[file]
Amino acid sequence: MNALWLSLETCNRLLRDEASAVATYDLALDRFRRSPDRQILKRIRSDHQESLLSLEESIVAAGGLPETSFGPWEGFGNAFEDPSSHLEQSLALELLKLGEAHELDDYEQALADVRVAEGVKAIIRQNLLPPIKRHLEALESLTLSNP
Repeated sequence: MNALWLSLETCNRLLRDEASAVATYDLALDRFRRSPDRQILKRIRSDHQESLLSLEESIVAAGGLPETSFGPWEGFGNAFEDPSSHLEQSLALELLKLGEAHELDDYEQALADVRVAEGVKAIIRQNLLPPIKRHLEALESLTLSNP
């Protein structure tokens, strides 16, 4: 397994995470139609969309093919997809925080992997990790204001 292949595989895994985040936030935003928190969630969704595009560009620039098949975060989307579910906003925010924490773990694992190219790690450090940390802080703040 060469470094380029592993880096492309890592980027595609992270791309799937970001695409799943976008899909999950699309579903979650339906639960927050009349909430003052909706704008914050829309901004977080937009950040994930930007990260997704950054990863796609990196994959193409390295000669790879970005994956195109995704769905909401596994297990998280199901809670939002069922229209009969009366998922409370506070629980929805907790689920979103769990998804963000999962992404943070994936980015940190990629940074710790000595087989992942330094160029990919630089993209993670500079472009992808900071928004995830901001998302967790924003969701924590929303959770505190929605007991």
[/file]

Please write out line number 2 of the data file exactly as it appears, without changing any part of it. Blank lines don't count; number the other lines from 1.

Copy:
Repeated sequence: MNALWLSLETCNRLLRDEASAVATYDLALDRFRRSPDRQILKRIRSDHQESLLSLEESIVAAGGLPETSFGPWEGFGNAFEDPSSHLEQSLALELLKLGEAHELDDYEQALADVRVAEGVKAIIRQNLLPPIKRHLEALESLTLSNP